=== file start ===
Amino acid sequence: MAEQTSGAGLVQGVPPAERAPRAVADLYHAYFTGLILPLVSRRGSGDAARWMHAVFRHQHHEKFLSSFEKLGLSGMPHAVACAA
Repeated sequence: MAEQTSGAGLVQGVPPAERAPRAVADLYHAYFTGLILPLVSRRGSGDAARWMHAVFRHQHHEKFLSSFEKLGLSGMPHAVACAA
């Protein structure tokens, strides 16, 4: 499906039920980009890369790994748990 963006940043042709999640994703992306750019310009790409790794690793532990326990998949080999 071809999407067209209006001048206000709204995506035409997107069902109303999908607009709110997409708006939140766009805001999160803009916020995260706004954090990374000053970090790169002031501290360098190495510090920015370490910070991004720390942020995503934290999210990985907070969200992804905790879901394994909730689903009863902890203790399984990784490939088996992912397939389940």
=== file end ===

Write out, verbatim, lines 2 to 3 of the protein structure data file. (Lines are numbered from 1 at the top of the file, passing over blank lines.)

Repeated sequence: MAEQTSGAGLVQGVPPAERAPRAVADLYHAYFTGLILPLVSRRGSGDAARWMHAVFRHQHHEKFLSSFEKLGLSGMPHAVACAA
């Protein structure tokens, strides 16, 4: 499906039920980009890369790994748990 963006940043042709999640994703992306750019310009790409790794690793532990326990998949080999 071809999407067209209006001048206000709204995506035409997107069902109303999908607009709110997409708006939140766009805001999160803009916020995260706004954090990374000053970090790169002031501290360098190495510090920015370490910070991004720390942020995503934290999210990985907070969200992804905790879901394994909730689903009863902890203790399984990784490939088996992912397939389940």